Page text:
When an adolescent acts in a violent and/or criminal way
Not infrequently, teenagers display violent, aggressive behaviour. The reasons lie in the emotional turbulence of adolescence, its impulsiveness and constant mood changes, but also in the teenagers’ way of life and their family and social surroundings.
However, for a teenager to come to the point of committing murder, against a parent no less, there must be operating several different factors: domestic violence, a parent that is not available and does not offer stability and help to the child, maltreatment and/or neglect since the teenager was an infant, isolation from the broader social environment and friends, the despair that an adolescent may be feeling as he is unable to change the circumstances of his life, the parent’s inability to fulfil his role. But even when all of these factors are present, it is quite rare for an adolescent to kill, or have someone kill, his father or his mother.
Three psychological conditions that are identified in patricidal or matricidal adolescents
- Maltreatment and/or neglect. Abused and/or neglected children that are unable to find an outlet from the situation they are experiencing, may be led to the decision to kill the abusing parent so as to escape from the person who subjects them to physical, sexual, emotional violence or neglects them and sets them at risk.
- Possible mental health disorder. In this case, the adolescent loses his connection with reality, may be experiencing delusions or hallucinations; often, this mental health disorder exists before the display of criminal behaviour, as is often confirmed from the adolescent’s past history. In many cases, these children may be unable to recall the murder in their memory, being in a situation of “disconnection” from reality.
- Acute antisocial personality disorder and behavioural disorder. The child has no inhibitions, feels no guilt, and is intellectually aware of his actions. In such cases, the child or the adolescent may seek the assistance of accomplices in committing the crime. In many instances he may be incited by a close friend (male or female). The adolescent’s need to belong to his “group” may, when the group tends to delinquency and crime, lead him to extreme behaviour, which he would not display if he was under parental guidance and supervision.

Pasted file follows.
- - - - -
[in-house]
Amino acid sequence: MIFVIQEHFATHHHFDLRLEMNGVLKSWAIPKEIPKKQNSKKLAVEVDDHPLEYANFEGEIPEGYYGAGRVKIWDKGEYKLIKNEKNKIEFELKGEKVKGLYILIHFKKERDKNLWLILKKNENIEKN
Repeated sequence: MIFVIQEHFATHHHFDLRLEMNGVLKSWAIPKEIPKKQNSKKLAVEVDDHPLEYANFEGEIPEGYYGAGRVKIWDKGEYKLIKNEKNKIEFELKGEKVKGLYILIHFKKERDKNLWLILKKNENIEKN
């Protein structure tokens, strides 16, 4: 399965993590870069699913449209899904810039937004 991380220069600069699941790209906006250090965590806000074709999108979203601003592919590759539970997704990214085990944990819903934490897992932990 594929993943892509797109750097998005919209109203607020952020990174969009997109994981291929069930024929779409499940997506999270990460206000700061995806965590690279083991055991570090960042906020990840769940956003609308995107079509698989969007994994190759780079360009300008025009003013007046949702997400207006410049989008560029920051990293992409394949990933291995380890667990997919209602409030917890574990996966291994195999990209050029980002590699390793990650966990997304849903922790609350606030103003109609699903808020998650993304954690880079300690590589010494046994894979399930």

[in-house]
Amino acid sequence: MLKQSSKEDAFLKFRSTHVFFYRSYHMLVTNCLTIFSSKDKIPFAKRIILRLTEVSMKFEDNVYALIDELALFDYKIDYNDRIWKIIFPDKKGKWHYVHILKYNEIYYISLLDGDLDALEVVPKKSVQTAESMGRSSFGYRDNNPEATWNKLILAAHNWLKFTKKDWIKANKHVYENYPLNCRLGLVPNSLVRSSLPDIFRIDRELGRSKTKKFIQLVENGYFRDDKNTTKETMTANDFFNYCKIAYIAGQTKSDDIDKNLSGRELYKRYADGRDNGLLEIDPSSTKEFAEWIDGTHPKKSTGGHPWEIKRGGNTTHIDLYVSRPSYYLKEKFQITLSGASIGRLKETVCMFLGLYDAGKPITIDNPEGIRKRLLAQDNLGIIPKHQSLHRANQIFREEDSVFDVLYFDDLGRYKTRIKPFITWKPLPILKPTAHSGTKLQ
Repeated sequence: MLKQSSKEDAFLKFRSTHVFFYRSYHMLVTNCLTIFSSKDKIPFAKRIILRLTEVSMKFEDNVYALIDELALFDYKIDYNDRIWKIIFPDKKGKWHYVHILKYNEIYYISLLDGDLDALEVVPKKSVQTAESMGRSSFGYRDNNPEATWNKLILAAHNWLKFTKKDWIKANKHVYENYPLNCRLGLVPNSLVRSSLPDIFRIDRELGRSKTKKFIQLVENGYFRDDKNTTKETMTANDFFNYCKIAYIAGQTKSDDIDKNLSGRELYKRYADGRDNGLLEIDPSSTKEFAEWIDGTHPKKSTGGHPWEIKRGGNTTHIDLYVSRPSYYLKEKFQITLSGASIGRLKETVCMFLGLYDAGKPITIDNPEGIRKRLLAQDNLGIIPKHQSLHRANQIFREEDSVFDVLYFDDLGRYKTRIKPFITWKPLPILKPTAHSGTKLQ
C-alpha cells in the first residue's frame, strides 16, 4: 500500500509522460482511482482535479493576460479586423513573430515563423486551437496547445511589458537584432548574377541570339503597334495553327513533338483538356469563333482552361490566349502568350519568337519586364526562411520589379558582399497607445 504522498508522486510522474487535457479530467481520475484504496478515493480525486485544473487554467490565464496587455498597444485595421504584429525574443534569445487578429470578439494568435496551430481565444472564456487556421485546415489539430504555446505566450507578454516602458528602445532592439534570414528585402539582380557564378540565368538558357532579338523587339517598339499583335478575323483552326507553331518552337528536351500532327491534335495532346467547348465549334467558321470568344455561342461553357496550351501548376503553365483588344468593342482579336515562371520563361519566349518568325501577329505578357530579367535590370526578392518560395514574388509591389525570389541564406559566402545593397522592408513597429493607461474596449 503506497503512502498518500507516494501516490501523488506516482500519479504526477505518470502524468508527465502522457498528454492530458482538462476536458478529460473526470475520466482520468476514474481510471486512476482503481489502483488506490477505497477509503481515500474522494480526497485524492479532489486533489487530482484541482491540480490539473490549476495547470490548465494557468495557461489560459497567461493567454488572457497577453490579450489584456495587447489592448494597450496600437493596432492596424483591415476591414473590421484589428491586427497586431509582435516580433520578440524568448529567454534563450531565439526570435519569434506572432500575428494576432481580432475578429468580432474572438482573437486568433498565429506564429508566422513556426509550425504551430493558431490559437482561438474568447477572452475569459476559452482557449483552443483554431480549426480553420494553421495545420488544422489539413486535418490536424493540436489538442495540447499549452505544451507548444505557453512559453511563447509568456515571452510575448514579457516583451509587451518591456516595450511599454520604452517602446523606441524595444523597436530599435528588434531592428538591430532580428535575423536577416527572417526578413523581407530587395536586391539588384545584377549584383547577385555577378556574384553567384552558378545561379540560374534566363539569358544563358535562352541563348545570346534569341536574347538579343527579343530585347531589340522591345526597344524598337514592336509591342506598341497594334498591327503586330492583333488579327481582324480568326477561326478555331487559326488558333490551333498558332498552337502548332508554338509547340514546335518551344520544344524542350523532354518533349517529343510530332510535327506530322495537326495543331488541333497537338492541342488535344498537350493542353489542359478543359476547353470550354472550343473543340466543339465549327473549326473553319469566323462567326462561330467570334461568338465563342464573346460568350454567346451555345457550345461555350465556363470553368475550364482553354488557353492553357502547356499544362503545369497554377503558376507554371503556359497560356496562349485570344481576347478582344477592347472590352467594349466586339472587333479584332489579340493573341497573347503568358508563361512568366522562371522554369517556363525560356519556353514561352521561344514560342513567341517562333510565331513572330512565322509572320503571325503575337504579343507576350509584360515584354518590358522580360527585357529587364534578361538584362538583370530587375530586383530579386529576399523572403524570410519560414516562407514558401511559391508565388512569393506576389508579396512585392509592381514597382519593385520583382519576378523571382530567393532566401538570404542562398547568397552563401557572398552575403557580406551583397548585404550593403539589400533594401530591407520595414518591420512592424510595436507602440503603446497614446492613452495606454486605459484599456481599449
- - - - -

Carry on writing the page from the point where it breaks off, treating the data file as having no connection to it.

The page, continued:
Stable surroundings and active parents ensure healthy development
Both emotional security and a healthy mental development require that the parent responds to the emotional needs of the child, is available, loving, caring and affectionate and interested in the child’s educational progress and social integration; and that there is a good relationship between the parents. All of these together constitute “protective” factors for the child’s healthy psychosomatic development.
The parents’ educational and economic level as a factor in aggressive adolescent behaviour
Circumstances of deprivation and low educational levels are in some cases an obstacle to the emotional, intellectual and physical development of the child. It is a fact that the incidence of children with psychological problems and aggressive behaviour is higher in such conditions, but of course there is no absolute correlation.
In many cases of such “aggravating” circumstances the children display no psychological problems and do not display violence. And certainly the reverse also applies: there are many cases of violent behaviour in affluent families with a high educational level. The common denominator in aggressive behaviour is how the parent deals with the child. That is, the way in which the parent is present, if he is actively present, in the child’s life, rather than whether his standard of living allows him to be present. The parent’s stance as against the child is an absolutely personal choice, irrespective of economic and social status.
The family’s responsibility in the development of aggressiveness
Parents who are not interested in their children, abuse them by any form of violence, neglect them, are “interested” but follow erroneous methods (fail to set limits, fail to instil a value system), do not respect them, do not feel a sense of responsibility for their upbringing nor empathy, may be raising teenagers prone to “delinquency”, with a tendency towards aggressiveness and crime. Given the immaturity of the adolescent’s brain, typified by inability to control impulses, and the influence of “unsuitable” friends and peers, the teenager may be led to extreme aggressive behaviour, or even to committing a crime.
The school’s responsibility in identifying the teenager’s aggressiveness and the reasons that lead to it
The school, teachers and social services for minors must play a meaningful role in identifying the problems that children experience (for example, by identifying abuse or neglect) and ensure that they confront them in timely fashion and, to a degree, intervene. In addition, school psychologists, who now work in the school environment, must engage with children and parents, avert extreme displays of violence, or intervene before the children are led to a criminal act and end up in a correctional institution.
ILIA N. THEOTOKA, CLINICAL PSYCHOLOGIST – PSYCHOTHERAPIST, Psychiatric Clinic, Athens University. Eginitio Hospital.